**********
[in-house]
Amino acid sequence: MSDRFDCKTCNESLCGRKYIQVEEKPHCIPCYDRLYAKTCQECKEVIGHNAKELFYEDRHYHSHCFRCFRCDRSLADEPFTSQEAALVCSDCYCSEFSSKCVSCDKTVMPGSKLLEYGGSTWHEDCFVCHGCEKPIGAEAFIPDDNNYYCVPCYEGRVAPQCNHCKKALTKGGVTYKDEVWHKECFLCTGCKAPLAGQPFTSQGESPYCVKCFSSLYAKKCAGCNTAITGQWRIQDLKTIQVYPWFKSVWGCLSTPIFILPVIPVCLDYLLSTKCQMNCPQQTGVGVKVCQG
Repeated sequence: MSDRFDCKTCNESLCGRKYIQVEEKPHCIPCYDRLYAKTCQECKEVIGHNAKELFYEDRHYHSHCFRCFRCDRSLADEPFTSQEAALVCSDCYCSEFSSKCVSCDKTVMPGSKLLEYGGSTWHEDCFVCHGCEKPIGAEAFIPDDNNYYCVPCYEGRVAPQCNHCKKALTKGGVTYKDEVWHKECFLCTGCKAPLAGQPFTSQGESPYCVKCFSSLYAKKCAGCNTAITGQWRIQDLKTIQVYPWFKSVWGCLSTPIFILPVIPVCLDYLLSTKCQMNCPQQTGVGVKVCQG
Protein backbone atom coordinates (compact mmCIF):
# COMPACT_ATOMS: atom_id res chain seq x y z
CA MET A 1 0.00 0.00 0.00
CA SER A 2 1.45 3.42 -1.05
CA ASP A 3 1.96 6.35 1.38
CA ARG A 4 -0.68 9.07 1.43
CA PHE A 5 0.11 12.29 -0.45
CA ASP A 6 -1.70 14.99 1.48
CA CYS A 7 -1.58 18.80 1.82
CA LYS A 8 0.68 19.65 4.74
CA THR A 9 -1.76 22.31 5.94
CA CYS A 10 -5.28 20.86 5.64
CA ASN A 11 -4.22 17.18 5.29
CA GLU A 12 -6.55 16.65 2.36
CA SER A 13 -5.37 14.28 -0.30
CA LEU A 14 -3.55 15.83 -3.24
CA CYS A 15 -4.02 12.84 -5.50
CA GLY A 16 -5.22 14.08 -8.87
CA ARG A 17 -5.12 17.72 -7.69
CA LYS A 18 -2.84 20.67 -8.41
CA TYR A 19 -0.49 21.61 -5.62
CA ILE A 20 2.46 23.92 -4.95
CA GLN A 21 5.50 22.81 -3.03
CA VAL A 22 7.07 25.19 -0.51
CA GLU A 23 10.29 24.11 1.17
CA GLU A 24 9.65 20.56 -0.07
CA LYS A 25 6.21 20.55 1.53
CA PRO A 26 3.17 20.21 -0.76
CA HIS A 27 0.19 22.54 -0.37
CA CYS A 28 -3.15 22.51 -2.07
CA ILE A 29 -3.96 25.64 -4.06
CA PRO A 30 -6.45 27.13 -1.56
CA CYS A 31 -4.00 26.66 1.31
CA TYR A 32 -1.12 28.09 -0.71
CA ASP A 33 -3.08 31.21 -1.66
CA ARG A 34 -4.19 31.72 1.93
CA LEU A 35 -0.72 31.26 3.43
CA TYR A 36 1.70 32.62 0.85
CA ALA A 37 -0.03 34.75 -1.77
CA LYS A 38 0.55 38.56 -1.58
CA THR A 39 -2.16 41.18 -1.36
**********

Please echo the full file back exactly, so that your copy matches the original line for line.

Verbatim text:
[in-house]
Amino acid sequence: MSDRFDCKTCNESLCGRKYIQVEEKPHCIPCYDRLYAKTCQECKEVIGHNAKELFYEDRHYHSHCFRCFRCDRSLADEPFTSQEAALVCSDCYCSEFSSKCVSCDKTVMPGSKLLEYGGSTWHEDCFVCHGCEKPIGAEAFIPDDNNYYCVPCYEGRVAPQCNHCKKALTKGGVTYKDEVWHKECFLCTGCKAPLAGQPFTSQGESPYCVKCFSSLYAKKCAGCNTAITGQWRIQDLKTIQVYPWFKSVWGCLSTPIFILPVIPVCLDYLLSTKCQMNCPQQTGVGVKVCQG
Repeated sequence: MSDRFDCKTCNESLCGRKYIQVEEKPHCIPCYDRLYAKTCQECKEVIGHNAKELFYEDRHYHSHCFRCFRCDRSLADEPFTSQEAALVCSDCYCSEFSSKCVSCDKTVMPGSKLLEYGGSTWHEDCFVCHGCEKPIGAEAFIPDDNNYYCVPCYEGRVAPQCNHCKKALTKGGVTYKDEVWHKECFLCTGCKAPLAGQPFTSQGESPYCVKCFSSLYAKKCAGCNTAITGQWRIQDLKTIQVYPWFKSVWGCLSTPIFILPVIPVCLDYLLSTKCQMNCPQQTGVGVKVCQG
Protein backbone atom coordinates (compact mmCIF):
# COMPACT_ATOMS: atom_id res chain seq x y z
CA MET A 1 0.00 0.00 0.00
CA SER A 2 1.45 3.42 -1.05
CA ASP A 3 1.96 6.35 1.38
CA ARG A 4 -0.68 9.07 1.43
CA PHE A 5 0.11 12.29 -0.45
CA ASP A 6 -1.70 14.99 1.48
CA CYS A 7 -1.58 18.80 1.82
CA LYS A 8 0.68 19.65 4.74
CA THR A 9 -1.76 22.31 5.94
CA CYS A 10 -5.28 20.86 5.64
CA ASN A 11 -4.22 17.18 5.29
CA GLU A 12 -6.55 16.65 2.36
CA SER A 13 -5.37 14.28 -0.30
CA LEU A 14 -3.55 15.83 -3.24
CA CYS A 15 -4.02 12.84 -5.50
CA GLY A 16 -5.22 14.08 -8.87
CA ARG A 17 -5.12 17.72 -7.69
CA LYS A 18 -2.84 20.67 -8.41
CA TYR A 19 -0.49 21.61 -5.62
CA ILE A 20 2.46 23.92 -4.95
CA GLN A 21 5.50 22.81 -3.03
CA VAL A 22 7.07 25.19 -0.51
CA GLU A 23 10.29 24.11 1.17
CA GLU A 24 9.65 20.56 -0.07
CA LYS A 25 6.21 20.55 1.53
CA PRO A 26 3.17 20.21 -0.76
CA HIS A 27 0.19 22.54 -0.37
CA CYS A 28 -3.15 22.51 -2.07
CA ILE A 29 -3.96 25.64 -4.06
CA PRO A 30 -6.45 27.13 -1.56
CA CYS A 31 -4.00 26.66 1.31
CA TYR A 32 -1.12 28.09 -0.71
CA ASP A 33 -3.08 31.21 -1.66
CA ARG A 34 -4.19 31.72 1.93
CA LEU A 35 -0.72 31.26 3.43
CA TYR A 36 1.70 32.62 0.85
CA ALA A 37 -0.03 34.75 -1.77
CA LYS A 38 0.55 38.56 -1.58
CA THR A 39 -2.16 41.18 -1.36